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Qualifier Champion Interview Week 8: ValueCity

Hello everyone! Today we have ValueCity for a quick interview about his latest IQ win.

 

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Garuda – Congratulation on winning the IQ. You are now the eighth champion to win 100 packs, a rare sleeve and a trip as a qualifier for the 100k Invitational tournament, how are you feeling about this?

ValueCity – Thanks! It is an awesome feeling, knowing I’m going to the Invitational and to have a chance to compete in the 100k tournament.

G – Can you tell me about yourself and where you are from?

V – My name is Gabriel, I’m 25 years old, from Munich Germany and am currently doing my masters in financial mathematics. Besides TCGs, I’m really into sports, like tennis and football (the real one, not the weird American one 😉 ) during the summer and skiing in the winter.

G – Can you tell me more about the Hex TCG scene that you are part of ? 
V – I’m not really part of any team, or guild or anything like that. There are a few people I occasionally playtest with, but most of my practice comes through gauntlets/tournaments.

G – How did you prepare for the IQ tournament and how will you prepare for the 100k tournament?
V – I tested various different decks before the tournament and will intensify my testing in regards to the invitational. Since I’m a mathematician, I have a very analytical approach regarding hex. So I got countless spreadsheets/code keeping track of win rates, match-ups and various other aspects of the game. 

G – What did you play for this tournament and why?
V – I played a Wintermoon deck, similar to the one Eaglov used the week before to qualify. The reason I chose it, was not because it was the best deck (according to my data, there were at least two other decks, which would have given me a better chance to win the IQ), but rather that it offers a higher skill ceiling and I prefer that for a 10-hour tournament with no guarantees of winning. For example in a RW-deck, you might have 3-4 key decisions on average, that may influence the result of the game, whereas with Wintermoon it may be upwards of 10. So when playing a “simple” deck it sometimes feels like the RNG is the biggest decider of the match and I don’t particular enjoy that. That being said, since there is real money on the line at the Invitational, I will choose the deck that gives me the best odds regardless of play style.
G – What are your thoughts on the current meta of the game and the different archetypes ?
 
V – It is my firm believe that we are currently experiencing the most diverse meta in the history of hex. I mean just look at the amount of distinct competitive decks: RW-ramp, Mono-B, Azurecannon, BD-control, WM, Ruby-Phoenix, Mono-D, BS-control, Mono-S and Ruby Aggro. All these decks have some positive and negative match-ups, so choosing the optimal deck is really a hard task to do. And there is still the possibility of being creative and figuring out the wildcard deck.

G – What was the hardest match that you faced during the IQ?
V – Overall the tournament went really smooth for me. I went 10-0 and only lost 2 games. One of those matches was a mirror vs Eaglov during the swiss part, which was really close and exciting. The other 2-1 was in the finals vs a DR-shift deck. That was probably the most thrilling match I ever played, purely because of how much was on the line. But once I had stabilized in game 3, the biggest sensation of relief overcame me and I started doing the happy dance :).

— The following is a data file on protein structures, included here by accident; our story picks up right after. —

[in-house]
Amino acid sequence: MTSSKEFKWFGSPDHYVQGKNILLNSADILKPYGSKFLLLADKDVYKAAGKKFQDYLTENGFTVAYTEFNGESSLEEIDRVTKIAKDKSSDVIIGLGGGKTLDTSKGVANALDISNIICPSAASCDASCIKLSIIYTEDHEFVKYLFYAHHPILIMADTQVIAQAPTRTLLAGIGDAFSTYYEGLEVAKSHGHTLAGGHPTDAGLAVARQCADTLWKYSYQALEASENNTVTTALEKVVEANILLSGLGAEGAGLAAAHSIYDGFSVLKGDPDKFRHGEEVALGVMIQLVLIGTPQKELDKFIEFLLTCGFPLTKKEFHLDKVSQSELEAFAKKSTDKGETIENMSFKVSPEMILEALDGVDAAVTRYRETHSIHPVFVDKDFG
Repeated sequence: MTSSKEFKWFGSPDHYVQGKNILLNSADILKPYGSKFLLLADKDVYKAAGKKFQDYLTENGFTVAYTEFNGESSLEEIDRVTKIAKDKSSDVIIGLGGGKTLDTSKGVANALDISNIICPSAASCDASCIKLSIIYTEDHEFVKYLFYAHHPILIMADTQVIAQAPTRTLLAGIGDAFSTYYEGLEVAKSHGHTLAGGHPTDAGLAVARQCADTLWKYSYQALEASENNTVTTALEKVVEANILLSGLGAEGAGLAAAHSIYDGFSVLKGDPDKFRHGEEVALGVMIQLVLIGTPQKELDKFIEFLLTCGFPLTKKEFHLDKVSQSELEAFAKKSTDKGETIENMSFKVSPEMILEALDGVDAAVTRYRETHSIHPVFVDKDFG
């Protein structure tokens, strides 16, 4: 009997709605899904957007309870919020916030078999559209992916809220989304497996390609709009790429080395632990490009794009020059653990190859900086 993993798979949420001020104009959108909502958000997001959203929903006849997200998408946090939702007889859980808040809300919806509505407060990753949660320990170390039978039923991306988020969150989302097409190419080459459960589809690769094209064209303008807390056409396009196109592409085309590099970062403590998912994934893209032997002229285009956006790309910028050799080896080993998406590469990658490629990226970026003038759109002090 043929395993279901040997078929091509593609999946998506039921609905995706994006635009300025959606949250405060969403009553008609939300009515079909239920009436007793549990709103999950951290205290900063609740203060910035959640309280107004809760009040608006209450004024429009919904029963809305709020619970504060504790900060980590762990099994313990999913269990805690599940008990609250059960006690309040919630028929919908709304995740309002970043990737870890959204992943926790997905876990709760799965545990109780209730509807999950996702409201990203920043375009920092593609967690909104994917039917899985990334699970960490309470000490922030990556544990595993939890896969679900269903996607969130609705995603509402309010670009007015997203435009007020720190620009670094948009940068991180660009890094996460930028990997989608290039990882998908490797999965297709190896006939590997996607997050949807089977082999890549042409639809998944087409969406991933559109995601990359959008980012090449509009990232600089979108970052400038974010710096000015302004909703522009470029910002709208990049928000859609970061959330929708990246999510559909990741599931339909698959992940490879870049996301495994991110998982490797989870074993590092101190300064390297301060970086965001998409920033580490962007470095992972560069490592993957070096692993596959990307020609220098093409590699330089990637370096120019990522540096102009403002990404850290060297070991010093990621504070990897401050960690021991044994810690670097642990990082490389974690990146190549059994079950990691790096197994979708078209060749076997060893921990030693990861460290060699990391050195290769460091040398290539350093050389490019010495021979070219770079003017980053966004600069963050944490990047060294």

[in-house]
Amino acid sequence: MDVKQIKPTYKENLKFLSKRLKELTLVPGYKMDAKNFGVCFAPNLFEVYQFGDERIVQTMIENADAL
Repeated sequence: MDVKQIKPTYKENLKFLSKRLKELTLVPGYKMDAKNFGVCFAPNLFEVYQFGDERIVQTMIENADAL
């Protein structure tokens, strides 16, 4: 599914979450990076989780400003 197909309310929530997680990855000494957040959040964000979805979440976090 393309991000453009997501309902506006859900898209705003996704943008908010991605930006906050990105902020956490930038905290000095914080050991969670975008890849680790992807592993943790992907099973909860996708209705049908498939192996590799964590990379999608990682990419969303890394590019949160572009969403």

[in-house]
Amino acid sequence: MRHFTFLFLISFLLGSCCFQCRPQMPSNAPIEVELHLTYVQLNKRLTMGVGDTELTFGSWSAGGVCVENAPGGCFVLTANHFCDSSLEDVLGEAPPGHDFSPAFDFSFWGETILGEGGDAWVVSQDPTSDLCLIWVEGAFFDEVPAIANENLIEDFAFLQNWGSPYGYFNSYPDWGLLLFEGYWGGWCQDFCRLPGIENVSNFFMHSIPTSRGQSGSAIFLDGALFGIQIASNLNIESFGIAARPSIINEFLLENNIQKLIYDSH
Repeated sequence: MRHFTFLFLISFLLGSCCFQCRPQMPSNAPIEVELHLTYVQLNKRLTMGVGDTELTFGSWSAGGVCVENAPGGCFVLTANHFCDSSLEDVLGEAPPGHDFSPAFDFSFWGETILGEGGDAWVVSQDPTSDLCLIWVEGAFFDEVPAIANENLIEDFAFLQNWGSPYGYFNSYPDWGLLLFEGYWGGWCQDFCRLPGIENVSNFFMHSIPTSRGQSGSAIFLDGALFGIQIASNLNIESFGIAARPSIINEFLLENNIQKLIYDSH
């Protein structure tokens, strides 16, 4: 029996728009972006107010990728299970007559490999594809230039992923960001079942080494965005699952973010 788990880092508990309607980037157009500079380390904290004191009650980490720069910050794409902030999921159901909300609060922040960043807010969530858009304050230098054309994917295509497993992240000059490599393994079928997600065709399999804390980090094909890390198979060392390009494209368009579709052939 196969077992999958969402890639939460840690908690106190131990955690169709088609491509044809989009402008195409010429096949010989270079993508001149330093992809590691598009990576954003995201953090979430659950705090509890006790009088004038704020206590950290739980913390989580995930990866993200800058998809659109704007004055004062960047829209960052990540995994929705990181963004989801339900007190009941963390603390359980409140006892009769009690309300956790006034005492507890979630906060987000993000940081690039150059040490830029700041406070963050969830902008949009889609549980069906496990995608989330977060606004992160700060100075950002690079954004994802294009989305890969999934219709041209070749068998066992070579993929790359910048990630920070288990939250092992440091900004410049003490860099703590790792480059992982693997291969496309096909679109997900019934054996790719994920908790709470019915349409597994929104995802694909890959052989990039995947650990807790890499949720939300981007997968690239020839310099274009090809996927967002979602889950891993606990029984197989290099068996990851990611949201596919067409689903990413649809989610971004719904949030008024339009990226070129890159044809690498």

G – How do you feel about the recent change announced about the core system and how do you think it will affect the 100k tournament? (ie. talk about the Limited and constructed meta if you would like 🙂 )
V – I think the health change is a very interesting one for the players, because it adds another layer of complexity. For the developers it must be tough to balance however. Since in some match-ups, especially when facing aggro, health matters a great deal, but in others, primarily control mirrors, starting health is of very little importance. So you can’t just say give the stronger champions less health. And I think this was one of the reason, they originally went with equal life totals (besides maybe being less confusing for new players).
As for the booster pack size change: It obviously improves the deck quality and speed in limited. It is fair to assume, that the sets up to now were designed and balanced around 15 card packs, so the balance definitely changed. I think it comes to personal preference whether you like the change or not. Personally, I feel like it improved certain game types and others not so much, but overall only slight differences.


G – Do you have advice for players looking to get qualified in the next constructed or sealed IQ tournament?

V – Practice is the key here! The more experience you collect the better, but don’t make the mistake of blaming your losses on luck (or lack there of). Instead try to analyze your plays and see if there was something you could have done differently. But the biggest advice I can give, is to think about your mulligans, they are the single most important decision during a game of hex.

G – Can fellow Hexers find you playing somewhere? (ex: if you have a twitch, if you post often on forum or something)
V – Unfortunately, my computer doesn’t allow me to stream, so there is no way people can watch me stream currently. It might be something to consider in the future.
Thank you Gabriel and see you in California!

Passionate, loud and long time prolific competitive player, Garuda focuses primarily on limited. He's been working for over 11 years in the video game industry and has a passion for B rated movies. Member of Clan Blackblade.

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